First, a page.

GREEN BAY, Wis (WSAU-Wheeler News) Drinking water in northeast Wisconsin has been found to contain excessive amounts of a chemical that can cause a childhood bone disease. U-W Green Bay performs ongoing groundwater studies to test for natural, non-radioactive strontium. The most recent study found unhealthy amounts of strontium in 73-of-115 samples taken from well water -- mostly in Brown and Outagamie counties.
The U-W Madison Water Resources Institute released the report.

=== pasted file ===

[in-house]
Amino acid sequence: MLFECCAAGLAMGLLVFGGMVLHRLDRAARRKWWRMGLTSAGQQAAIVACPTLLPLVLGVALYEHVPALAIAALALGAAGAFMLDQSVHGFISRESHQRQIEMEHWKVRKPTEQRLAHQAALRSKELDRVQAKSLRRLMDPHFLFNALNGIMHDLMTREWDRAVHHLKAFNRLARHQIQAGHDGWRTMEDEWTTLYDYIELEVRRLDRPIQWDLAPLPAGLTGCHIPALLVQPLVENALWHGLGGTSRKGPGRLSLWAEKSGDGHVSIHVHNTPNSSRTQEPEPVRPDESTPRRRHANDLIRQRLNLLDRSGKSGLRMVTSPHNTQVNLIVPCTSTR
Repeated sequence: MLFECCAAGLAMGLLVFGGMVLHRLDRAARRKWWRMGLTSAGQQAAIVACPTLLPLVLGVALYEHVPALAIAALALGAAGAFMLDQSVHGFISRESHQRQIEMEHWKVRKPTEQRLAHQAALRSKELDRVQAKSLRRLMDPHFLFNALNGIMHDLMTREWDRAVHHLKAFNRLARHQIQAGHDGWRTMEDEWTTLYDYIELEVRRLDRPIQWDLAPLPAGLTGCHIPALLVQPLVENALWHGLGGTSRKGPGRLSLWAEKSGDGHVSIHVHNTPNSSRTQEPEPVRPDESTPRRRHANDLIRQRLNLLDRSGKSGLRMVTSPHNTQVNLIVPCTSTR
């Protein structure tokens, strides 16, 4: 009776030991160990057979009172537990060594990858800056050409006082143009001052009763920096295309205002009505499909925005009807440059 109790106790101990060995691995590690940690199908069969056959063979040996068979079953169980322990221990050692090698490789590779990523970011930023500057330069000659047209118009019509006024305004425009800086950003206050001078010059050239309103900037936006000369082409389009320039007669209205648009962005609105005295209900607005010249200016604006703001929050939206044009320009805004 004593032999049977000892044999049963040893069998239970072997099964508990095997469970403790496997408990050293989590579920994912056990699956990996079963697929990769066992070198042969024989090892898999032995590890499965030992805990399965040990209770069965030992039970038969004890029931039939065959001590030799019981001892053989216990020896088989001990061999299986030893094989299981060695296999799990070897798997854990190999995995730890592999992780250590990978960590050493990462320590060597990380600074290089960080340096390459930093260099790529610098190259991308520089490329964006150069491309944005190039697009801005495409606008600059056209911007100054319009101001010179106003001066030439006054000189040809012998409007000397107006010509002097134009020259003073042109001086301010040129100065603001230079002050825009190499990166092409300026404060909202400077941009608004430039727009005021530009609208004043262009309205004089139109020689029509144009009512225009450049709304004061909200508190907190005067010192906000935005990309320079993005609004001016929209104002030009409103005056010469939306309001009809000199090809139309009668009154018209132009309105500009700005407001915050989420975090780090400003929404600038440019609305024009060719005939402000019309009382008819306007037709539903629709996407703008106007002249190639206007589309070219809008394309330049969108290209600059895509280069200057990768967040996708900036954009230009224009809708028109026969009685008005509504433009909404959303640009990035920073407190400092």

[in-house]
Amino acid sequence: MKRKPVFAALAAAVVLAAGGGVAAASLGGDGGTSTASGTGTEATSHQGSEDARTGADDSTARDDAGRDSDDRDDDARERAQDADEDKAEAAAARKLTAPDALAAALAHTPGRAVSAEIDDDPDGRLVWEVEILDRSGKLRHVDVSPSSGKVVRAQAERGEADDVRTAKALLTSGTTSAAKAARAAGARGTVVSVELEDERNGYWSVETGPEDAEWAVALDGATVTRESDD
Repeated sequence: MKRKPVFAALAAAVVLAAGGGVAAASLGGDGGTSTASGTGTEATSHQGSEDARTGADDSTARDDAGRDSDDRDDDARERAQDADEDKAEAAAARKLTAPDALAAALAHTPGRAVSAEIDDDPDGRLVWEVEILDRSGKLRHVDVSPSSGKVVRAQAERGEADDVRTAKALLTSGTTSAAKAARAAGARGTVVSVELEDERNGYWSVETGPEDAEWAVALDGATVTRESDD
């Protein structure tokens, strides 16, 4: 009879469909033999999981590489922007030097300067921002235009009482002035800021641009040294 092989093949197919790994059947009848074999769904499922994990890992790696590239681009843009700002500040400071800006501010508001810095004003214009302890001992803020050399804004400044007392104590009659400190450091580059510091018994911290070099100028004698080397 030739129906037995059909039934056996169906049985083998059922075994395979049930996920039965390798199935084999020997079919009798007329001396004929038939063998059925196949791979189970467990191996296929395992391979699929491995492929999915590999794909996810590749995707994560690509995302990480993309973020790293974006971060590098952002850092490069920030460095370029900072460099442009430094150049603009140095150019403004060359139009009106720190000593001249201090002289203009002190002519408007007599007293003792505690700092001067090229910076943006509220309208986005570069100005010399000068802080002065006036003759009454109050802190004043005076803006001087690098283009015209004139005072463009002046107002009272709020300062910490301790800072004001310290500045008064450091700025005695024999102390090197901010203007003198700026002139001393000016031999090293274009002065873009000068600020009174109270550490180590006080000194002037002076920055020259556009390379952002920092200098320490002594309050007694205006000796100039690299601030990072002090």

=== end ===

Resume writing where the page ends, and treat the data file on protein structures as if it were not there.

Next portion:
Previous tests have shown a presence of the chemical in much of eastern Wisconsin. Green Bay scientist John Luczaj said families with young children who use their own deep water wells should have them tested at least once for strontium. It's a material that naturally dissolves from bedrock, and it's not the radioactive chemical of the same name that's a by-product of nuclear weapons' tests.
State health officials say infants and young children who take too much of the natural strontium can get rickets -- a disease that shortens and thickens their bones, and can result in deformities like knock-knee. Excessive strontium can also cause damage tooth enamel.
Water softeners and reverse osmosis filters can remove much of the dissolved chemical.